Register training material
14 material found

Resource type: video 


9 Reproducible Research things - Building Business Continuity

The idea that you can duplicate an experiment and get the same conclusion is the basis for all scientific discoveries. Reproducible research is data analysis that starts with the raw data and offers a transparent workflow to arrive at the same results and conclusions. However not all studies are...

Keywords: reproducibility, data management

Resource type: tutorial, video

9 Reproducible Research things - Building Business Continuity https://dresa.org.au/materials/9-reproducible-research-things-building-business-continuity The idea that you can duplicate an experiment and get the same conclusion is the basis for all scientific discoveries. Reproducible research is data analysis that starts with the raw data and offers a transparent workflow to arrive at the same results and conclusions. However not all studies are replicable due to lack of information on the process. Therefore, reproducibility in research is extremely important. Researchers genuinely want to make their research more reproducible, but sometimes don’t know where to start and often don’t have the available time to investigate or establish methods on how reproducible research can speed up every day work. We aim for the philosophy “Be better than you were yesterday”. Reproducibility is a process, and we highlight there is no expectation to go from beginner to expert in a single workshop. Instead, we offer some steps you can take towards the reproducibility path following our Steps to Reproducible Research self paced program. Video: https://www.youtube.com/watch?v=bANTr9RvnGg Tutorial: https://guereslib.github.io/Reproducible-Research-Things/ a.miotto@griffith.edu.au reproducibility, data management support masters phd researcher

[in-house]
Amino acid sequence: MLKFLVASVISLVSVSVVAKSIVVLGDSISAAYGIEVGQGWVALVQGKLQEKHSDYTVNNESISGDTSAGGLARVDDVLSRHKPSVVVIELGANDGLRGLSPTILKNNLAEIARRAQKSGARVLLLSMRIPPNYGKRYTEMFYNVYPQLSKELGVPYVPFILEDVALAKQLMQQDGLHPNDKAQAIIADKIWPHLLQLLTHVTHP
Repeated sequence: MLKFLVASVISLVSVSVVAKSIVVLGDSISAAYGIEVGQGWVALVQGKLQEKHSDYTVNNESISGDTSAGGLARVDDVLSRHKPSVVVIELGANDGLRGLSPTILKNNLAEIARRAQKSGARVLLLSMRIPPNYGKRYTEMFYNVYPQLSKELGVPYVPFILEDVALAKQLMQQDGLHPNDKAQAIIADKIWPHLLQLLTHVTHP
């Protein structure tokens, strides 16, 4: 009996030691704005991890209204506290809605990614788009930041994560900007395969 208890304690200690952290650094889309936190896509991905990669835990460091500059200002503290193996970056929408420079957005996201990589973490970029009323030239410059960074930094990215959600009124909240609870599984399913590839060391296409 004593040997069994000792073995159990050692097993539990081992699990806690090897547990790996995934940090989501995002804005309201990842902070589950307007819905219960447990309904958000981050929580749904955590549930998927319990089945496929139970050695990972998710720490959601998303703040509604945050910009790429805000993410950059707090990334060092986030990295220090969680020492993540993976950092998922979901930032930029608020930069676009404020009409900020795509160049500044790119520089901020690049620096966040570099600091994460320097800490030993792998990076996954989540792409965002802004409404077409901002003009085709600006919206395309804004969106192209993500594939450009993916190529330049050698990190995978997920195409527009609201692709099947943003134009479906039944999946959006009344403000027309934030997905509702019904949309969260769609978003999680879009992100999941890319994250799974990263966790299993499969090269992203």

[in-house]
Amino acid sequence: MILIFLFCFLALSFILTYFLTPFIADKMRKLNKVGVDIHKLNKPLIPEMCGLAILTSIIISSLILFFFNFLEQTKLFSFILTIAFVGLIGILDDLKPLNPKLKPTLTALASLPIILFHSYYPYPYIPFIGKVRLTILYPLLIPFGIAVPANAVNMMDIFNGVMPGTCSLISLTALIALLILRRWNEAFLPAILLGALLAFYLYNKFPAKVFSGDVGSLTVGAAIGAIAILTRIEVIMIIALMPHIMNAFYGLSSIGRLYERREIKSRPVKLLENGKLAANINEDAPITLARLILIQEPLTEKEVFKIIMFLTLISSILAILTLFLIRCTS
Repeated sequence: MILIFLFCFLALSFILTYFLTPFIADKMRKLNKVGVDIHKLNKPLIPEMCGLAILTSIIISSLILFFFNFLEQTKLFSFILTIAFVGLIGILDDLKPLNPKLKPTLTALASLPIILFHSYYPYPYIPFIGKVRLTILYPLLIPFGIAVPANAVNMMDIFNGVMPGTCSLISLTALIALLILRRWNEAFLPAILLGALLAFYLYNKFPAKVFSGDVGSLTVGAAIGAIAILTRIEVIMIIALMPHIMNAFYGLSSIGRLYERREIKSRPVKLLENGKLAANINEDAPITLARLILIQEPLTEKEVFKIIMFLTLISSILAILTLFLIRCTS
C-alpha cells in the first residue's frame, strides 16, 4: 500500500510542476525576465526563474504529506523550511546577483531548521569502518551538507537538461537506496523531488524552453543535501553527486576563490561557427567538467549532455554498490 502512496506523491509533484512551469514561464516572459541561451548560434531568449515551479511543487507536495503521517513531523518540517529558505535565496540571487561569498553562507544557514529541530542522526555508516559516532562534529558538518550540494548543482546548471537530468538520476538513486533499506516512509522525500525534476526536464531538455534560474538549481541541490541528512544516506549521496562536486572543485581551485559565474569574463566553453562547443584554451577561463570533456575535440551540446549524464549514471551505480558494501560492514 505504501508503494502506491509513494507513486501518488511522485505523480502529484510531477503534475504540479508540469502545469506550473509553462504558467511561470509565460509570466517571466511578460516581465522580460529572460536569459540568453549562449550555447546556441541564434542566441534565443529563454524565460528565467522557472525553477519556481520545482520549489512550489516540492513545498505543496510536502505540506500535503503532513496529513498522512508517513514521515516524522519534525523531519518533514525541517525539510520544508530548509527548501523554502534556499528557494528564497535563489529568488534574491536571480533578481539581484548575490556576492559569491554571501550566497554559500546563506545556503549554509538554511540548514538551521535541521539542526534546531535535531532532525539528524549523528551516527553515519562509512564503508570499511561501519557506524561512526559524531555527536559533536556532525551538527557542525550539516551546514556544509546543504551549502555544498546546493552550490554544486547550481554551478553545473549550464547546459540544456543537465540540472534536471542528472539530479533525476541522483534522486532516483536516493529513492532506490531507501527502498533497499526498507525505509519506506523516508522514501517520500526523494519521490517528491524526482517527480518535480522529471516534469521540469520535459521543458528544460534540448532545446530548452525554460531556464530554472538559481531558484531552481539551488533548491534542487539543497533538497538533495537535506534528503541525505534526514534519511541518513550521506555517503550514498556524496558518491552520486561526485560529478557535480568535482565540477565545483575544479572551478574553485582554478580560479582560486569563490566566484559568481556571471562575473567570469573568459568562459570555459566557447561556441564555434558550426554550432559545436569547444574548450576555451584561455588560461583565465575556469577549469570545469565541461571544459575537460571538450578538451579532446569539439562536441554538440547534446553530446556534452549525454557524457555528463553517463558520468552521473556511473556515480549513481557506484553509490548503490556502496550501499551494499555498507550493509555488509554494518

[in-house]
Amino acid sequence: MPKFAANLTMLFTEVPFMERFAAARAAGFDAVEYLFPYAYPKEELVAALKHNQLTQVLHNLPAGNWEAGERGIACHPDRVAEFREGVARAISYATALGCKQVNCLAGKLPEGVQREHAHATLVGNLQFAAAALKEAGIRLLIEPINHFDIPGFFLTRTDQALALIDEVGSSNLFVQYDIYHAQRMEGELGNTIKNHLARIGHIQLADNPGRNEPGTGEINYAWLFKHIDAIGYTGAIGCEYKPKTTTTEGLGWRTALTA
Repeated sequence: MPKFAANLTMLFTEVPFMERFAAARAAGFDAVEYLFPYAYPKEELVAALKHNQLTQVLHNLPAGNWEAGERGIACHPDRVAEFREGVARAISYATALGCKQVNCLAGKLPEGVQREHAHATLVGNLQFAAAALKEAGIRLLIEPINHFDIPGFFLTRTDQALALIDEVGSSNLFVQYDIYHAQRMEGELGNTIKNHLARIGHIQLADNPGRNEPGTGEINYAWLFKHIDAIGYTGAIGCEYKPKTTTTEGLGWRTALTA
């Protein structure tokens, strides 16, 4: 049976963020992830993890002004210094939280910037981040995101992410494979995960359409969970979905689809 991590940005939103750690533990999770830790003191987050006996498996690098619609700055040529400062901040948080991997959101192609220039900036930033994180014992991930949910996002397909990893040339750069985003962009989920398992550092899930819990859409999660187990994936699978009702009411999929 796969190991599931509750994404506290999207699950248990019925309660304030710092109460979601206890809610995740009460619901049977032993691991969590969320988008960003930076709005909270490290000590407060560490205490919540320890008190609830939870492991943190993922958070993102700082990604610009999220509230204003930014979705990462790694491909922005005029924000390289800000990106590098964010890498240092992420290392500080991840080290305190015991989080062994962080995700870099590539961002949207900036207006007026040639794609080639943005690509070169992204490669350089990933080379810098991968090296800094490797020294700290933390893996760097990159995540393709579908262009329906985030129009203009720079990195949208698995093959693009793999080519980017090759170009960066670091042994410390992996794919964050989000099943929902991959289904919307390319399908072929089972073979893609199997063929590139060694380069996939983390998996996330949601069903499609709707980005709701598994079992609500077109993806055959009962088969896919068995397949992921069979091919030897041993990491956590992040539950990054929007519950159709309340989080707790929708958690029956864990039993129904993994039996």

HPC file systems and what users need to consider for appropriate and efficient usage

Three videos on miscellaneous aspects of HPC usage - useful reference for new users of HPC systems.

1 – General overview of different file systems that might be available on HPC. The video goes through shared file systems such as /home and /scratch, local compute node file systems (local...

Keywords: HPC, high performance computer, File systems

Resource type: video, presentation